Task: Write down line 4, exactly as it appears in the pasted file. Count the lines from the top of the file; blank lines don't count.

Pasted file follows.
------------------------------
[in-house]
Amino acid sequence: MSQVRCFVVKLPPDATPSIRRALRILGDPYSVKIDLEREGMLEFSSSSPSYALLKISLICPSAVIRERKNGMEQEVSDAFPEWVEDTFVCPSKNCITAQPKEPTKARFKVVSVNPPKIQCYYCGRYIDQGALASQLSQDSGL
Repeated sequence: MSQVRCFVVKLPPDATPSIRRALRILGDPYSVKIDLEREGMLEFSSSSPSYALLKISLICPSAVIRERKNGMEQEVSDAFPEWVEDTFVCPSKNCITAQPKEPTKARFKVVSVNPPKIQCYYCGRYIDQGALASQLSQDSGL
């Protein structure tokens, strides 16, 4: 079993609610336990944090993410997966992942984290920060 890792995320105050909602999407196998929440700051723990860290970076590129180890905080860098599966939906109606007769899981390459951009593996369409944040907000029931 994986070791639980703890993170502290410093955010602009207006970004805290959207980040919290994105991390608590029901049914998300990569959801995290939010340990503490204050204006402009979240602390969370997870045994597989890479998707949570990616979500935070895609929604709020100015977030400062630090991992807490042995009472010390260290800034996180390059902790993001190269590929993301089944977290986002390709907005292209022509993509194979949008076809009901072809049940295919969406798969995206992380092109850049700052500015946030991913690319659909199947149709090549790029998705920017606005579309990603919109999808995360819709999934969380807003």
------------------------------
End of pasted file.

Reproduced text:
């Protein structure tokens, strides 16, 4: 079993609610336990944090993410997966992942984290920060 890792995320105050909602999407196998929440700051723990860290970076590129180890905080860098599966939906109606007769899981390459951009593996369409944040907000029931 994986070791639980703890993170502290410093955010602009207006970004805290959207980040919290994105991390608590029901049914998300990569959801995290939010340990503490204050204006402009979240602390969370997870045994597989890479998707949570990616979500935070895609929604709020100015977030400062630090991992807490042995009472010390260290800034996180390059902790993001190269590929993301089944977290986002390709907005292209022509993509194979949008076809009901072809049940295919969406798969995206992380092109850049700052500015946030991913690319659909199947149709090549790029998705920017606005579309990603919109999808995360819709999934969380807003």